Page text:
The 2017 Careers Strategy: Making the most of everyone’s skills and talents

This morning at the annual CDI conference the Government has announced the publication of it’s long awaited Careers Strategy.

Link to the Strategy:

Click to access Careers_strategy.pdf

Link to the Press Release:

https://www.gov.uk/government/news/careers-guidance-for-modern-country-unveiled

Links to media coverage:

https://www.tes.com/news/further-education/breaking-news/government-launches-new-careers-strategy

https://schoolsweek.co.uk/careers-strategy-the-4-main-proposals-for-schools/

 

Links to stakeholder reaction:

http://www.naht.org.uk/welcome/news-and-media/key-topics/leadership/careers-guidance/

http://ersa.org.uk/media/news/government-launches-its-long-awaited-careers-strategy

http://www.cbi.org.uk/news/introducing-dedicated-careers-leaders-should-give-careers-inspiration-much-needed-prominence-in-schools/

 

 

There are lots of smaller announcements in the document. Whether or not these add up to form a coherent strategy will remain to be seen. Some of the announcements of new provision do come with added funding but, it should be clear, that these funding levels are well below the historic Connexions funding and below the required funding outlined via the Gatsby report.

Practitioners will go through the document with a fine tooth comb looking for sections which most impact their work, accordingly I have concentrated on announcements to do with school and college careers work. There is plenty in the Strategy to do with adult careers services as well.

Below are some of the bits that jumped out at me on first reading

A: A new website for the National Careers Service is coming

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B: A Careers Leader job description will also be published while schools will need to publish the contact details of this person and the provision their schools provide from September 2018. The list of responsibilities of a Careers Leader may well end the historic careers in schools cliche of teachers taking the role in a few free timetable slots.

The funding for training Careers Leaders is welcome but it should be acknowledged that is it for 500 schools (approx £8000 per school). There are currently 3408 secondary schools.

Previously Connexions was funded approx £200m annually while the Gatsby report concluded that (from it’s second year) a funded schools Careers programme would cost £44,676 per academic year or over £152m an academic year for the current number of secondary schools.

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C: 20 “Careers hubs” look like an expansion of the North East Enterprise Partnership Gatsby pilot. Will these match with Opportunity Areas and will each Hub employ their own Co-ordinator as the pilot did

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D: A firm challenge to the Quality in Careers Consortium. Despite lobbying for a required status, the Strategy retains the “recommeded” nature of Quality Standards and clearly demands that their invigilation and inspection requirements are strengthened to meet the Gatsby Standards. The recent results from the Compass self evaluation tool show that this will be a big change.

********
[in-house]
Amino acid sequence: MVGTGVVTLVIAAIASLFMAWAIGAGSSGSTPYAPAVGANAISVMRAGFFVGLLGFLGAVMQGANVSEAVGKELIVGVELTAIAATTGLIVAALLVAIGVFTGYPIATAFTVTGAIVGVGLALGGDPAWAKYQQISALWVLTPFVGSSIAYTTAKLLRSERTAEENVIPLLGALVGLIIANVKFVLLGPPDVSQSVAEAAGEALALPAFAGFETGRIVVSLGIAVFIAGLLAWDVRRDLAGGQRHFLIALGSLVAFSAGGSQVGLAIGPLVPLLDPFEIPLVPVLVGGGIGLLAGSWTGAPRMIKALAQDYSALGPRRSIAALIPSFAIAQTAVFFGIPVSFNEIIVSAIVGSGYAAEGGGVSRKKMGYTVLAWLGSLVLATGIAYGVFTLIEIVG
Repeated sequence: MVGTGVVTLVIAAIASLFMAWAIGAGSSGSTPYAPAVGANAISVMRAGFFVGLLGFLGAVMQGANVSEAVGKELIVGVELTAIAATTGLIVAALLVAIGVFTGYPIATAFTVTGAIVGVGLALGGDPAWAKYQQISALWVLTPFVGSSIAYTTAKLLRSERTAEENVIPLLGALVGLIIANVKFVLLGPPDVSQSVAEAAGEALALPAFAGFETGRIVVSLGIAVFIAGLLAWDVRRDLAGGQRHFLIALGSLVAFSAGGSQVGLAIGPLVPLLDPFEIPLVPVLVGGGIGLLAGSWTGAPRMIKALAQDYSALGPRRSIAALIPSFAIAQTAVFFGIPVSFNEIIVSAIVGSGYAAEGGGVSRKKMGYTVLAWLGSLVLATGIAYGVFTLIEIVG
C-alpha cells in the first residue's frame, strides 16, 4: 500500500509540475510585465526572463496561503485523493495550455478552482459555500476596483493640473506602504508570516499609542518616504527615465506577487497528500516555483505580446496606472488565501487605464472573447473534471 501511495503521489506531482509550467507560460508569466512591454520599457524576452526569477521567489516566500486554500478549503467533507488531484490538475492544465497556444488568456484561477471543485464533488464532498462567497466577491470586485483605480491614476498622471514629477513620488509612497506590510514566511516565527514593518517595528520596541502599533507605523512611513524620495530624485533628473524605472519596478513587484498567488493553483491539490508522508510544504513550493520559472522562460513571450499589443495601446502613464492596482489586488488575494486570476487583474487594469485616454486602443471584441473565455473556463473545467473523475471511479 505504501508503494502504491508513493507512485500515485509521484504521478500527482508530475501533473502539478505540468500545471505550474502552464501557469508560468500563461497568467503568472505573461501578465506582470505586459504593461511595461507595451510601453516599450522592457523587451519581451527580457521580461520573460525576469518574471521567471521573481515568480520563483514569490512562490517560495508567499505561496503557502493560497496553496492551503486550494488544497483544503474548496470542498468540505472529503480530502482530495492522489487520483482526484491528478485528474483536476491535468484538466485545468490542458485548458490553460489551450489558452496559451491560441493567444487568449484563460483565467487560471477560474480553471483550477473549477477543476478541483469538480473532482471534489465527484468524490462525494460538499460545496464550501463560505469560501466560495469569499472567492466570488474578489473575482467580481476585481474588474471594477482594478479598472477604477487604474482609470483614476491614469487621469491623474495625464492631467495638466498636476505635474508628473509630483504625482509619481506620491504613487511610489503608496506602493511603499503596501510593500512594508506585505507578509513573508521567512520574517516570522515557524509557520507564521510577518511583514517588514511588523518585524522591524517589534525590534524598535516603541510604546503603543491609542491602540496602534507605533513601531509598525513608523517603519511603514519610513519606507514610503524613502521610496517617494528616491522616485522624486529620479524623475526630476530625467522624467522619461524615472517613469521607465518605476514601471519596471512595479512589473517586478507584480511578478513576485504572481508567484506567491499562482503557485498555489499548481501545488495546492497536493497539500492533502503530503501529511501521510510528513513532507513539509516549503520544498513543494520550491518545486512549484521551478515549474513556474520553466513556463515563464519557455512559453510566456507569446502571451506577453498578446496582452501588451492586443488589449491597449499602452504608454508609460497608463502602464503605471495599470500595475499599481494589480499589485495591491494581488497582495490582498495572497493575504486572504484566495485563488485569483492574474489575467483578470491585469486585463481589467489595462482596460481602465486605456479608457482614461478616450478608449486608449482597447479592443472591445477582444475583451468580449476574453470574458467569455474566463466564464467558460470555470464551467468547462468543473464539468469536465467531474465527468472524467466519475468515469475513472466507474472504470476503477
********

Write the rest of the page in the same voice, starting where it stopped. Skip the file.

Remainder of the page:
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E: CEIAG provision in primary schools will be getting it’s own funding boost and research to see what works for young people at this stage of education

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F: A handy timeline of when all the components of the Strategy will come online

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G: For many years policy makers have been calling for a centralised portal for applying for vocational courses – the Strategy says this could happen and it would be hosted on the National Careers Service website

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H: Schools should be putting on a Careers Fair, speed dating or work experience type event for every year group, every academic year

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I: New Statutory guidance is coming in January 2018 – which is also the crux of the biggest problem with the strategy

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There are other small pots of funding allocated throughout, £5m in 2018 for a further round of Careers & Enterprise Company investment funding for example, but the ultimate aim of the document is to push the system towards offering a Gatsby Standards level of provision without the Gatsby Standards invoice.

Also missing is any notion of accountability or monitoring for these changes. The research arm of the Careers & Enterprise Company is churning out publications highlighting impact of past provision but the Strategy makes no mention of tracking impacts of provision on cohorts of students.

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